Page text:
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If you have been reading any golf news lately, either in print or on online, you’re aware that there is a golf “civil war” taking place between the upstart Saudi funded LIV Golf tour and the long-established American PGA Tour.
Earlier this year the PGA Tour suspended several players who signed on to LIV Golf in knowing violation of PGA Tour rules. But the first true salvo to open the war occurred less than three weeks ago when a U.S. District Court judge in Northern California ruled that three LIV Golf players, Talor Gooch, Hudson Swafford and Matt Jones, were not entitled to a temporary restraining order (TRO) that would negate their PGA Tour suspension and allow them to compete in the FedEx Cup playoffs. Prior to that case, 11 former PGA Tour members and current LIV Golf players, including Phil Mickelson and Bryson DeChambeau, as well as the three aforementioned players, filed an antitrust lawsuit (with LIV paid counsel) in the same Northern California district claiming the PGA Tour has established a professional golf monopoly. That case is due to be heard sometime in August 2023.
Which brings me to the crux of this week’s writing: The legal maneuvering and intrigue about big-name and big-money golf players who want lots more big money has everything to do with the professional SPORT of golf, and nothing to do with the fun GAME of golf that you and I play.
That is a gigantic difference that I, for one, find truly disturbing with what’s happening with the czars and stars of men’s pro tour golf, which could ultimately change the landscape of the professional sport of golf.
At the same time I would go on enjoying my weekly golf games as much as ever. In a way, that’s the ultimate bifurcation. I don’t require golf on TV to play and enjoy my game. When we watch golf on TV, including other media variations (e.g. streaming), we are being entertained. That’s what professional anything is all about: entertainment.
When we play our game of golf we are enjoying recreation. There’s a big difference. While we must admit the game and the sport are connected, the fact is the pro sport relies on the game, but not vice versa.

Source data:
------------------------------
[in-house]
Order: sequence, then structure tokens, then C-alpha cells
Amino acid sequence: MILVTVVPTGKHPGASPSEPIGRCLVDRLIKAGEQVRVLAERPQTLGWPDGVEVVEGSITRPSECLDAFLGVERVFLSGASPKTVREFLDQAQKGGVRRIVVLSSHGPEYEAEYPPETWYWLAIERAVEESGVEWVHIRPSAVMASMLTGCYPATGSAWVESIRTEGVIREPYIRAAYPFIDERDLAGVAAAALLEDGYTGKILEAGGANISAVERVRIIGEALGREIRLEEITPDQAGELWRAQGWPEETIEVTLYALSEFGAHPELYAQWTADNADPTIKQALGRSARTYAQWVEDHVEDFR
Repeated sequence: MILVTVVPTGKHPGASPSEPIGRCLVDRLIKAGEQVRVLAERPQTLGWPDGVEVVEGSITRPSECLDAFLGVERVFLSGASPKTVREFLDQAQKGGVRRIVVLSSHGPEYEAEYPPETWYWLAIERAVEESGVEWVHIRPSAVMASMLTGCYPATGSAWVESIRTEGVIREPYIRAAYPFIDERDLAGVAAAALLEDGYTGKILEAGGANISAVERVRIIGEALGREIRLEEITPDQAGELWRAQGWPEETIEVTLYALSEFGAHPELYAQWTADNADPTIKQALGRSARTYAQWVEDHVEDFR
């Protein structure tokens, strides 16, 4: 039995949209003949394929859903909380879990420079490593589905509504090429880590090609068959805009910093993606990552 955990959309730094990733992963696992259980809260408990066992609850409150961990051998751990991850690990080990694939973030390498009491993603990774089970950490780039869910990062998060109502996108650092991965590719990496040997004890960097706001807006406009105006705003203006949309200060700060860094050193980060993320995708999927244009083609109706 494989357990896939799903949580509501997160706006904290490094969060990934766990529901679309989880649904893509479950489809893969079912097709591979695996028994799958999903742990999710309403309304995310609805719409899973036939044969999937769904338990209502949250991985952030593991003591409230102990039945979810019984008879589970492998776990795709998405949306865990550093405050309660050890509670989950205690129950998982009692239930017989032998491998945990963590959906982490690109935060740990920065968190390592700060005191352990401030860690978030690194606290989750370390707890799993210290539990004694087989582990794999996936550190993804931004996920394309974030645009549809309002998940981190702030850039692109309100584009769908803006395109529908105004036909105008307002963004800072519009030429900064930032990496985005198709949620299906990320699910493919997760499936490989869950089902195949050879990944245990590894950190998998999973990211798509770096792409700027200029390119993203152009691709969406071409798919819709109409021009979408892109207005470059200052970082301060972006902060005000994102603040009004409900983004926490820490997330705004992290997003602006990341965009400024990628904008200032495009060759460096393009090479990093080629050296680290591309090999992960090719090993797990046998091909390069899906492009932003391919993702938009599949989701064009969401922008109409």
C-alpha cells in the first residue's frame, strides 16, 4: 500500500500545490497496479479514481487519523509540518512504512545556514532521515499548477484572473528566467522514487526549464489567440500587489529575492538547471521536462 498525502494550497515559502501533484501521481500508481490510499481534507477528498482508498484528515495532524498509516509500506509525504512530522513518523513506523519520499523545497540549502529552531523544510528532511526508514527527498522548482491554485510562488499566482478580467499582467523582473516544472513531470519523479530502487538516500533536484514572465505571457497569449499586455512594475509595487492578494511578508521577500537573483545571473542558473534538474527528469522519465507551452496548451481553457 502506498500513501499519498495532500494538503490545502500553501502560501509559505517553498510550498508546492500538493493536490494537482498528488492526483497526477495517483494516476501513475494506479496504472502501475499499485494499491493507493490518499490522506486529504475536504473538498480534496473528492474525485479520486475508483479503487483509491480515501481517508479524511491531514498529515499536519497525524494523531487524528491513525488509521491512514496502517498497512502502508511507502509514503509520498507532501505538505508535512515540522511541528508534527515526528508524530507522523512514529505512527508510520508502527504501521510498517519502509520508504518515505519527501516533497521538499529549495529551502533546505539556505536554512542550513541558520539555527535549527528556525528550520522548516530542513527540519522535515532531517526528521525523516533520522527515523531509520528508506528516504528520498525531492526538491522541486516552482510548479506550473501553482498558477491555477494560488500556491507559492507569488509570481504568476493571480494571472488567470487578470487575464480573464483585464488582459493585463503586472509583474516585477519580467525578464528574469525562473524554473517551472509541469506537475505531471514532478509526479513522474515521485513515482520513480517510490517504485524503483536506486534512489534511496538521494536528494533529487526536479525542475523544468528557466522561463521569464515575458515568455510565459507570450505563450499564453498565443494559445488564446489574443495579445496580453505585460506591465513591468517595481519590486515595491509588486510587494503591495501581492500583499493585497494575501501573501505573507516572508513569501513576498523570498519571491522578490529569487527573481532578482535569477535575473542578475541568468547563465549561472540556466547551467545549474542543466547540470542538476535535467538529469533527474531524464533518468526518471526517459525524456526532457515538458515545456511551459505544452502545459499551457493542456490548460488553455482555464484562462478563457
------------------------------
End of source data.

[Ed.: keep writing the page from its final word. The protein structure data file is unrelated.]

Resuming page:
The recreational game of golf has been played for centuries – that history I will cover in this space very soon. The professional sport of golf we have only watched electronically for about six decades.
When it comes to separating the sport from the game, Tim Gavrich, who writes for www.golfpass.com, says this: “The sport of golf is what you see on TV. It can often be captivating … not to mention lucrative for those directly involved. But in the end, the sport of golf is a commercial product developed and calibrated to convert our capacity to be entertained into ever-rising tournament purses, broadcast rights fees, advertising revenue and executive compensation.” If the TV sport of golf suddenly ceased to exist, the recreational game of golf would go on as it has before for many hundreds of more years.
Let the record show that I am not demeaning professional golfers as a general group. I certainly think that the current crowd of golfers who have opted for Saudi-tainted money, probably to the exclusion of their golf legacy, have made a bad mistake. As for PGA Tour professional golfers, my heroes remain Ben Hogan, Byron Nelson, Arnold Palmer, Jack Nicklaus, Tom Watson, Payne Stewart and Tiger Woods.
None of them, I strongly submit, would have forsaken the American professional tour and their legacies for a LIV Golf grab of cash.